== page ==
Generally speaking, I would say no. Lovecraft, with his flaws, in many ways created the cosmic horror genre. And those views do indeed permeate much of his writings – it is sometimes difficult to separate the man from his work. For example, one of the abominations of the Cthulhu-cult is they are multi-racial and have people of mixed races. One of my favorite tales, “The Shadow Over Innsmouth”, is casually horrified at the mixing of the races – both humans with fish-men and white men with South Sea islanders.
But his influence is clear. Robert Bloch, the author of Psycho, was part of “the Lovecraft Circle”. His influence on modern horror master Stephen King is undeniable. It is impossible to deny the influence he has had on the genre.
One thing which gives me comfort is H.P. Lovecraft has been dead for nearly a century — he realizes no financial gain from his writings and he left no descendants to do so either.
Another thing which gives me comfort is how it is possible to transcend Lovecraft’s racist views, telling tales of cosmic horror that address the evils of racism. Consider some of the following examples:
- Graham Walmsley’s Cthulhu Dark, an extremely rules-light RPG which focuses on people on the margins of society.
- Golden Goblin Press’ Heroes of Red Hook, a fiction anthology of Jazz Age horror whose “heroes and heroines are the outsiders who are most often blamed (wrongly so) for the actions of various alien horrors of the mythos. Our heroes and heroines are members of ethnic and religious minorities, immigrants, independent free-thinking women, those with special needs, and members of the LGBT community”.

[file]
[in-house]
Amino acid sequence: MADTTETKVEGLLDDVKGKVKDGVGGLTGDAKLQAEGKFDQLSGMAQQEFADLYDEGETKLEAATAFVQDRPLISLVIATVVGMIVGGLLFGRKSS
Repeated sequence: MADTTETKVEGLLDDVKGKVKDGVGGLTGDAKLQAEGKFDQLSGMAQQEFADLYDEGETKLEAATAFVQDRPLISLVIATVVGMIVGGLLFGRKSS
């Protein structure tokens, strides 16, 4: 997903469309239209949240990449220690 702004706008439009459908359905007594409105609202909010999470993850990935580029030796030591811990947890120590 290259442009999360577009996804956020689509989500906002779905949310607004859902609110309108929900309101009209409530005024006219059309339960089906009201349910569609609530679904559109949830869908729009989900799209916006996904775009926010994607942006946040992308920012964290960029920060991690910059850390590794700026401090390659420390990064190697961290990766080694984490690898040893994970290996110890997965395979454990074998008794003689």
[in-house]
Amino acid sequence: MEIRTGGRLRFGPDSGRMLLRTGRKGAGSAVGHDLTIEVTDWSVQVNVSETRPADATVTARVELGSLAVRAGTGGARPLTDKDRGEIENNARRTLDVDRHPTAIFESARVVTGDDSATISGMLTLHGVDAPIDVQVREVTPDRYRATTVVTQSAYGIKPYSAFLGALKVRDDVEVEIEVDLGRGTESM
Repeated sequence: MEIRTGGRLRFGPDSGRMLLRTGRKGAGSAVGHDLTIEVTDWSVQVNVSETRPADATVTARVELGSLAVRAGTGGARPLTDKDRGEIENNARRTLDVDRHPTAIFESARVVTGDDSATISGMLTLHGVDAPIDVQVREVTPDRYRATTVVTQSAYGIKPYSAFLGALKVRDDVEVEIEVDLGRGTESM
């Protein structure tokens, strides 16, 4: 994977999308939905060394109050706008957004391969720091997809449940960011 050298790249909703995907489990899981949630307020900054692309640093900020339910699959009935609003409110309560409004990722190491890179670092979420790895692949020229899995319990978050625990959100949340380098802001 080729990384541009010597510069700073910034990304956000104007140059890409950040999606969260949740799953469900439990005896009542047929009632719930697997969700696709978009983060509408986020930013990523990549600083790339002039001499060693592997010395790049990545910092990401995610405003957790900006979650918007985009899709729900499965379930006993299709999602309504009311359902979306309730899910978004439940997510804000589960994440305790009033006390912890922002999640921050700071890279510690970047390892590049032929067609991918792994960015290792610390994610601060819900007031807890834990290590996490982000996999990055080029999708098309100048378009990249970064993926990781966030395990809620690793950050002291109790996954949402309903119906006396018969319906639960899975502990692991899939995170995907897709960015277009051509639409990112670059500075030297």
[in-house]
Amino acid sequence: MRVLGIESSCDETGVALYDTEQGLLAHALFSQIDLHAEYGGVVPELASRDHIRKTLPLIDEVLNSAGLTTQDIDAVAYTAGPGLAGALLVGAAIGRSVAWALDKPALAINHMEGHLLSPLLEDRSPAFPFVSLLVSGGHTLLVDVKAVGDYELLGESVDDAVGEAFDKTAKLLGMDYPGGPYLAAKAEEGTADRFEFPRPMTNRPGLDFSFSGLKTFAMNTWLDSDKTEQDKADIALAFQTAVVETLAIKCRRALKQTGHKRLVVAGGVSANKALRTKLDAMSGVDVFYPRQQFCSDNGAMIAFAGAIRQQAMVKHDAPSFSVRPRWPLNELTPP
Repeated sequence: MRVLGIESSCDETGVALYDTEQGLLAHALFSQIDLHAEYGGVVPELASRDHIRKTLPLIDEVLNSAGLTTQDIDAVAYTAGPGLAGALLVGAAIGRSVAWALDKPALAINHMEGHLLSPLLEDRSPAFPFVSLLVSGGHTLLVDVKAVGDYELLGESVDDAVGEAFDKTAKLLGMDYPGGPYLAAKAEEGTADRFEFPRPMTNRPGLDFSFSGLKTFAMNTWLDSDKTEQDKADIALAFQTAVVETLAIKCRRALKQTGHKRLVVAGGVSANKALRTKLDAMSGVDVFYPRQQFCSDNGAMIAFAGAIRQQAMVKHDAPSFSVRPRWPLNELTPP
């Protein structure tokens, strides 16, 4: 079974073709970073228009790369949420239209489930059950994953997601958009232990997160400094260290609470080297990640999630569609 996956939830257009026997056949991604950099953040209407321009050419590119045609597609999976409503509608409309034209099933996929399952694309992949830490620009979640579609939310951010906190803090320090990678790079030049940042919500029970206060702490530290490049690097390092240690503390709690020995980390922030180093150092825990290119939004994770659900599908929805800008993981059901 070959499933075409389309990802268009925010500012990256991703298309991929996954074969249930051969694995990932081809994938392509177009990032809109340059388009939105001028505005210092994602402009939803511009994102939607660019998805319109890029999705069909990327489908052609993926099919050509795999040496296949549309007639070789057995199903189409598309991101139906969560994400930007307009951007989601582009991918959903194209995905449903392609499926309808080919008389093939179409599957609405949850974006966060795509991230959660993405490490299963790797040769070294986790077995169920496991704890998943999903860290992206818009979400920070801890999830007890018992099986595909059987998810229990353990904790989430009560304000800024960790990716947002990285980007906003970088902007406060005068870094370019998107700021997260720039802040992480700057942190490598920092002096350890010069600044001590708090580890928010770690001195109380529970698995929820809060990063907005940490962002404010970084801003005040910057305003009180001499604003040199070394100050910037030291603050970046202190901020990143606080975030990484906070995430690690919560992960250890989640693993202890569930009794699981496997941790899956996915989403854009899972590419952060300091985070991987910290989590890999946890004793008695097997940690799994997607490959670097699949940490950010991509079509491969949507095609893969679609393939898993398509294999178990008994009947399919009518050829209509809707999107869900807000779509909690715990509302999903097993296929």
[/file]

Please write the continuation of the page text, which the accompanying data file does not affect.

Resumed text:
- Darker Hue Studios’ Harlem Unbound, a Call of Cthulhu supplement whose protagonists are African Americans in Harlem of the 1920s. Chaosium is developing a new edition of this.
- Mark Ruff’s Lovecraft Country, a collection of stories about an African American family of the 1950s dealing with both cosmic horror and the racism of America.
I certainly understand those who shun Lovecraft’s works and I even appreciate those who did not like his image being used in the World Fantasy Award’s trophy. Specifically, in 2015 the World Fantasy Award organizers dropped his image from their trophy after recipients began expressing their discomfort at receiving an award associated with such racist views.
That said, I believe it is is more than possible to acknowledge Lovecraft’s abhorrent views and how they can be found within his writings while still appreciating his genius – and even better yet, leveraging that genius against those views. He’d not be the first author needing such a treatment. I was recently perusing Thomas Malory’s Le Morte d’Arthur and was reminded of how Igraine “made great joy” when she discovered that the man who had raped her and made her pregnant with Arthur was her now-husband Uther. And while little is known of Thomas Malory, a quick Google search will show a man with an extremely unsavory reputation, with accusations of rape, robbery, and attempted murder.
~ Daniel Stack